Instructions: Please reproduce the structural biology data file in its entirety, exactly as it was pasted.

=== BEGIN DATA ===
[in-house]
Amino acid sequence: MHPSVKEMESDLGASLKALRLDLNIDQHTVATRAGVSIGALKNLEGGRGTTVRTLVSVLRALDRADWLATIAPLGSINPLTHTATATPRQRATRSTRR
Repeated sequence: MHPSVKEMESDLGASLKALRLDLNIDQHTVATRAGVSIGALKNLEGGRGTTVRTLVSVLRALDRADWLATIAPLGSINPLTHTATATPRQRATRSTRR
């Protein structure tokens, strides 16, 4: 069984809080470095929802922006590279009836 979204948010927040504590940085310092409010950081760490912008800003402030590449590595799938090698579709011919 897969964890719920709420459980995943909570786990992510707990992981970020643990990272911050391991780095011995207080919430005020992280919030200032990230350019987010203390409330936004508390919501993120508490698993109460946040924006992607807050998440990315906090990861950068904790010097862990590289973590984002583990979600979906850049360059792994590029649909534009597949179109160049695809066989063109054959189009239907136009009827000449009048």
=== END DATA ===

[in-house]
Amino acid sequence: MHPSVKEMESDLGASLKALRLDLNIDQHTVATRAGVSIGALKNLEGGRGTTVRTLVSVLRALDRADWLATIAPLGSINPLTHTATATPRQRATRSTRR
Repeated sequence: MHPSVKEMESDLGASLKALRLDLNIDQHTVATRAGVSIGALKNLEGGRGTTVRTLVSVLRALDRADWLATIAPLGSINPLTHTATATPRQRATRSTRR
């Protein structure tokens, strides 16, 4: 069984809080470095929802922006590279009836 979204948010927040504590940085310092409010950081760490912008800003402030590449590595799938090698579709011919 897969964890719920709420459980995943909570786990992510707990992981970020643990990272911050391991780095011995207080919430005020992280919030200032990230350019987010203390409330936004508390919501993120508490698993109460946040924006992607807050998440990315906090990861950068904790010097862990590289973590984002583990979600979906850049360059792994590029649909534009597949179109160049695809066989063109054959189009239907136009009827000449009048």